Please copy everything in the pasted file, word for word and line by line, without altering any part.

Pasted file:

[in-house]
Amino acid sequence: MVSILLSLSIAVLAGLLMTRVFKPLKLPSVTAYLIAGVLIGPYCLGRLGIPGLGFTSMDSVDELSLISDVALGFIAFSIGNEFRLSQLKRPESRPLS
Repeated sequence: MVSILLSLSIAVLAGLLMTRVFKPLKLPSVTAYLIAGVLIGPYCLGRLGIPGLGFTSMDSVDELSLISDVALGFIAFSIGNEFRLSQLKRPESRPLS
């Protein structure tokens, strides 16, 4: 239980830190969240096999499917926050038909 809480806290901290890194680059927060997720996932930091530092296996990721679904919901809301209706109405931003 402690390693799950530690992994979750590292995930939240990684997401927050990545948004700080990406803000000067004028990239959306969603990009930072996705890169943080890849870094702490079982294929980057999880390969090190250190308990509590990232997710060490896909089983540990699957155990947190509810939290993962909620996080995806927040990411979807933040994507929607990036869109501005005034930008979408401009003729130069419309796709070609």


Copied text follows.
[in-house]
Amino acid sequence: MVSILLSLSIAVLAGLLMTRVFKPLKLPSVTAYLIAGVLIGPYCLGRLGIPGLGFTSMDSVDELSLISDVALGFIAFSIGNEFRLSQLKRPESRPLS
Repeated sequence: MVSILLSLSIAVLAGLLMTRVFKPLKLPSVTAYLIAGVLIGPYCLGRLGIPGLGFTSMDSVDELSLISDVALGFIAFSIGNEFRLSQLKRPESRPLS
């Protein structure tokens, strides 16, 4: 239980830190969240096999499917926050038909 809480806290901290890194680059927060997720996932930091530092296996990721679904919901809301209706109405931003 402690390693799950530690992994979750590292995930939240990684997401927050990545948004700080990406803000000067004028990239959306969603990009930072996705890169943080890849870094702490079982294929980057999880390969090190250190308990509590990232997710060490896909089983540990699957155990947190509810939290993962909620996080995806927040990411979807933040994507929607990036869109501005005034930008979408401009003729130069419309796709070609």